The DAP strongman’s party and allies PKR and PAS have found it difficult to campaign as a coalition in by-elections, especially in the current Bagan Pinang vote, due to election rules that only allow contesting parties to put up logos and posters.
"The Pakatan Rakyat will seek registration as a coalition under the Societies Act with the stand of the Registrar of Societies that the law requiring at least seven political parties to register as a society does not apply," the Ipoh Timur MP said in a statement this morning.
He said the electoral pact will seek registration as a coalition under the Societies Act 1966 with the stand taken by the Registrar of Societies Datuk Md Alias Kalil that the law requiring at least seven political parties to register as a society does not apply.
Section 2 of the Societies Act 1966 defines “society” as including “any club, company, partnership, or association of seven or more persons whatever its nature or object, whether temporary or permanent, but does not include —
(a) any company registered under the provisions of any written law relating to companies for the time being in force in Malaysia;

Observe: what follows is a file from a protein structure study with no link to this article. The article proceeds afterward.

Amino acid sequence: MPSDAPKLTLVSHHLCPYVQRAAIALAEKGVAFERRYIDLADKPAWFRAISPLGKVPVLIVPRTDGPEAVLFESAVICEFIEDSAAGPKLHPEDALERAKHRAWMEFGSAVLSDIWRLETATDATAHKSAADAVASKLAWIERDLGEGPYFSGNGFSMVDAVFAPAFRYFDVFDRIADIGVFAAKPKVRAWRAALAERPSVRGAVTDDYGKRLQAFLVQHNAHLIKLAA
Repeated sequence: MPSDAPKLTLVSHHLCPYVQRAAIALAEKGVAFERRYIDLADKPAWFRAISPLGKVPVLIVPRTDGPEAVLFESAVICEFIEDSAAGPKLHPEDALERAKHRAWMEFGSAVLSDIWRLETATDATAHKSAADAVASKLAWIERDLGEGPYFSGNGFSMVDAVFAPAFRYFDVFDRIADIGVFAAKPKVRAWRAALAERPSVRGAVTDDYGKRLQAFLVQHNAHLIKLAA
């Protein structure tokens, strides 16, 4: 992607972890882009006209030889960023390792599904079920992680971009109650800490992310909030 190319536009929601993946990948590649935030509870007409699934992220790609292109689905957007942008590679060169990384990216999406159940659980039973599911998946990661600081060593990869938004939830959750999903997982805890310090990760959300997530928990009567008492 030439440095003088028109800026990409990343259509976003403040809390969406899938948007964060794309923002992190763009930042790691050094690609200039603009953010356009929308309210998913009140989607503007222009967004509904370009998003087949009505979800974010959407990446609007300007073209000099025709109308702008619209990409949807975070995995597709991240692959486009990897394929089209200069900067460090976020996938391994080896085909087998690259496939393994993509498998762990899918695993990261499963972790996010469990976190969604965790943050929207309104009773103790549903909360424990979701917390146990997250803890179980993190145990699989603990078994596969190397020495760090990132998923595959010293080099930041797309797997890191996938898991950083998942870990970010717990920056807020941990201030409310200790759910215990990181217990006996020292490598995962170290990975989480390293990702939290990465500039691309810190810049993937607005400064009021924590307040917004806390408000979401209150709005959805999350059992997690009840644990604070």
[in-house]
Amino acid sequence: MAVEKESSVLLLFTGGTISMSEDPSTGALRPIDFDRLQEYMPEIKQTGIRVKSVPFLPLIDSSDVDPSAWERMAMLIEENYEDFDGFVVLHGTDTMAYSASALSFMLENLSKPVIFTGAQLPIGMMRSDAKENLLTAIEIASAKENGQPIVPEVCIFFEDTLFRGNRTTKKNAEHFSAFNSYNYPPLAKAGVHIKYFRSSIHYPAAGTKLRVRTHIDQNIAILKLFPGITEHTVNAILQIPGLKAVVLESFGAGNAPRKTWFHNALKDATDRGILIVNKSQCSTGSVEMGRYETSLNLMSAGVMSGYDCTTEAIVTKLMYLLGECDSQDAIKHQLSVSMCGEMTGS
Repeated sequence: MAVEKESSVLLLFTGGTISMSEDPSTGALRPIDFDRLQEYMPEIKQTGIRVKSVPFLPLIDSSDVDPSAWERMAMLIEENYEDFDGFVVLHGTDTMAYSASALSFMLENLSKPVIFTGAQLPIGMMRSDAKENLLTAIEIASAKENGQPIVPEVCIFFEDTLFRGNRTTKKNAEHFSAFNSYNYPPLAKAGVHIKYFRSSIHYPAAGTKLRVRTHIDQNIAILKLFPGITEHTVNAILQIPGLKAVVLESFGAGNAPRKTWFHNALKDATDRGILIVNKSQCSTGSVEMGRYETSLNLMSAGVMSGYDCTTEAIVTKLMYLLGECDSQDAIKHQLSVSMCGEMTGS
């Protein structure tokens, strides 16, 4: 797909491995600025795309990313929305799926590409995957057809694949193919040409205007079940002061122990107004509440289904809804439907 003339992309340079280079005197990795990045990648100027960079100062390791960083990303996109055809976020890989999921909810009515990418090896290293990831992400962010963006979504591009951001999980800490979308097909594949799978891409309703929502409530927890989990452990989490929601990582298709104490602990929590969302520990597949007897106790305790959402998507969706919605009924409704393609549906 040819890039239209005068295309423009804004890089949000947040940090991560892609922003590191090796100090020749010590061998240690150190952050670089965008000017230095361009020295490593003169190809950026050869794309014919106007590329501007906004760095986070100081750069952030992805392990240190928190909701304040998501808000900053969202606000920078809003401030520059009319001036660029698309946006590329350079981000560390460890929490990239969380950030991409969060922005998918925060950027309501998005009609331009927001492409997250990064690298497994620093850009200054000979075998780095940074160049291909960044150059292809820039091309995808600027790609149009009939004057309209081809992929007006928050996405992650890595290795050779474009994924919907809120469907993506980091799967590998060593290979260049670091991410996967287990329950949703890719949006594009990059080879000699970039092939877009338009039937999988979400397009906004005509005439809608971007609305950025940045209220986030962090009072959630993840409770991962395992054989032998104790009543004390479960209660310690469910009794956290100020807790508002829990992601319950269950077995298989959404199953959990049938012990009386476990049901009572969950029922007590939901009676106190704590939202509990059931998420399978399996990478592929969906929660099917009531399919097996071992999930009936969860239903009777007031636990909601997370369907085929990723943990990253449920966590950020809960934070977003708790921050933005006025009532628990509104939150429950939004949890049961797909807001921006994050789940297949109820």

(b) any company or association constituted under any written law;(c) any trade
(d) any company, association or partnership formed for the sole purpose of carrying on any lawful business that has for its object the acquisition of gain by the company, association or partnership, or by the individual members thereof”.
"This has been interpreted as requiring any coalition of political parties to have at least seven constituent political parties to be registered under the Societies Act.
"However, as the Registrar of Societies has now taken the position that a coalition of political parties does not fall under this provision, Pakatan Rakyat will seek registration as a coalition under the Societies Act to work for national reforms and political changes if Malaysia is to restore her national unity, sense of purpose and international competitiveness," the veteran leader said.
The three parties had come together as the Barisan Alternatif in 1999 but that unregistered coalition fell apart two years later over PAS's insistence for an Islamic state. DAP and PAS were also in separate alliances in the 1990 polls — Gagasan Rakyat and Angkatan Perpaduan Ummah — which shared a joint partner in the now disbanded Semangat 46.
The Pakatan Rakyat scored historic wins in Election 2008, denying the ruling Barisan Nasional its customary two-thirds parliamentary majority by snatching 82 seats in the 222-seat Parliament and four more state governments under the leadership of opposition icon Datuk Seri Anwar Ibrahim.
It has since lost Perak when three lawmakers quit to be independent.
Its supreme council is due to meet in December to formalise the pact with a common charter and logo. Despite a desire for unity, the allies are still sorting out thorny issues among the three parties over administration and ideological philosophies.